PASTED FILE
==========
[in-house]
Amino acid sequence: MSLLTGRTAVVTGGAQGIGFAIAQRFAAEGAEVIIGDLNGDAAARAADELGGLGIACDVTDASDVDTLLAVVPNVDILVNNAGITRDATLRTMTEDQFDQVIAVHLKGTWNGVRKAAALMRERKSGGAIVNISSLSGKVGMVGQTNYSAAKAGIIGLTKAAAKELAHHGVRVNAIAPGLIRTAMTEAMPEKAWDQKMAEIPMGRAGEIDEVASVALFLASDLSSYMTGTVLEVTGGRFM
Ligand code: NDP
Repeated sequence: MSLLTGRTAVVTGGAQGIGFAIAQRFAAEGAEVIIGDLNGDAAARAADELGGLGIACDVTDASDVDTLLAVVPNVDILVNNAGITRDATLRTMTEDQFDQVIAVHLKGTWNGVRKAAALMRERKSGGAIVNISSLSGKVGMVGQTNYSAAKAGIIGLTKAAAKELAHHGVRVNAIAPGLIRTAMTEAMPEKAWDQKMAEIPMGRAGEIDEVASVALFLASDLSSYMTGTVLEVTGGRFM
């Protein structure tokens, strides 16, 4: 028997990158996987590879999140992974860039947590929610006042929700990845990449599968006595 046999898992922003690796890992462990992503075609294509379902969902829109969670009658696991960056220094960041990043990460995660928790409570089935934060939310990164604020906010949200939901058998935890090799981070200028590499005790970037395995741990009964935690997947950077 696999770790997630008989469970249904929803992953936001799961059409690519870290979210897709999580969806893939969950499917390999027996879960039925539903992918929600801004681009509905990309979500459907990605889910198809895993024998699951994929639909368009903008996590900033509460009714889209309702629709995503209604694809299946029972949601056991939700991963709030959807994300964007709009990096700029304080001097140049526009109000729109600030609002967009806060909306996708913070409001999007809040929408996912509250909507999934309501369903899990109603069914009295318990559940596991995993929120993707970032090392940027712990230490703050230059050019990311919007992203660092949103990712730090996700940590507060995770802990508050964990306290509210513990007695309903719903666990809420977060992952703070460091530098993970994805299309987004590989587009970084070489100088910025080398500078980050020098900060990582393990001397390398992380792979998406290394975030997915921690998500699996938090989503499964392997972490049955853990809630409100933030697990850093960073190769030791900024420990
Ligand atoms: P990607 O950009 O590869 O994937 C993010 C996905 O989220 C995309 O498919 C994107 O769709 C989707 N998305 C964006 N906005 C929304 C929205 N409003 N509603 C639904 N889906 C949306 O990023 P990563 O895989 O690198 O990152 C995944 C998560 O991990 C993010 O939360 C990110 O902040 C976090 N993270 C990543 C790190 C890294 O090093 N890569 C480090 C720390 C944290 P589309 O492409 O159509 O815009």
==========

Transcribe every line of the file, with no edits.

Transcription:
[in-house]
Amino acid sequence: MSLLTGRTAVVTGGAQGIGFAIAQRFAAEGAEVIIGDLNGDAAARAADELGGLGIACDVTDASDVDTLLAVVPNVDILVNNAGITRDATLRTMTEDQFDQVIAVHLKGTWNGVRKAAALMRERKSGGAIVNISSLSGKVGMVGQTNYSAAKAGIIGLTKAAAKELAHHGVRVNAIAPGLIRTAMTEAMPEKAWDQKMAEIPMGRAGEIDEVASVALFLASDLSSYMTGTVLEVTGGRFM
Ligand code: NDP
Repeated sequence: MSLLTGRTAVVTGGAQGIGFAIAQRFAAEGAEVIIGDLNGDAAARAADELGGLGIACDVTDASDVDTLLAVVPNVDILVNNAGITRDATLRTMTEDQFDQVIAVHLKGTWNGVRKAAALMRERKSGGAIVNISSLSGKVGMVGQTNYSAAKAGIIGLTKAAAKELAHHGVRVNAIAPGLIRTAMTEAMPEKAWDQKMAEIPMGRAGEIDEVASVALFLASDLSSYMTGTVLEVTGGRFM
């Protein structure tokens, strides 16, 4: 028997990158996987590879999140992974860039947590929610006042929700990845990449599968006595 046999898992922003690796890992462990992503075609294509379902969902829109969670009658696991960056220094960041990043990460995660928790409570089935934060939310990164604020906010949200939901058998935890090799981070200028590499005790970037395995741990009964935690997947950077 696999770790997630008989469970249904929803992953936001799961059409690519870290979210897709999580969806893939969950499917390999027996879960039925539903992918929600801004681009509905990309979500459907990605889910198809895993024998699951994929639909368009903008996590900033509460009714889209309702629709995503209604694809299946029972949601056991939700991963709030959807994300964007709009990096700029304080001097140049526009109000729109600030609002967009806060909306996708913070409001999007809040929408996912509250909507999934309501369903899990109603069914009295318990559940596991995993929120993707970032090392940027712990230490703050230059050019990311919007992203660092949103990712730090996700940590507060995770802990508050964990306290509210513990007695309903719903666990809420977060992952703070460091530098993970994805299309987004590989587009970084070489100088910025080398500078980050020098900060990582393990001397390398992380792979998406290394975030997915921690998500699996938090989503499964392997972490049955853990809630409100933030697990850093960073190769030791900024420990
Ligand atoms: P990607 O950009 O590869 O994937 C993010 C996905 O989220 C995309 O498919 C994107 O769709 C989707 N998305 C964006 N906005 C929304 C929205 N409003 N509603 C639904 N889906 C949306 O990023 P990563 O895989 O690198 O990152 C995944 C998560 O991990 C993010 O939360 C990110 O902040 C976090 N993270 C990543 C790190 C890294 O090093 N890569 C480090 C720390 C944290 P589309 O492409 O159509 O815009």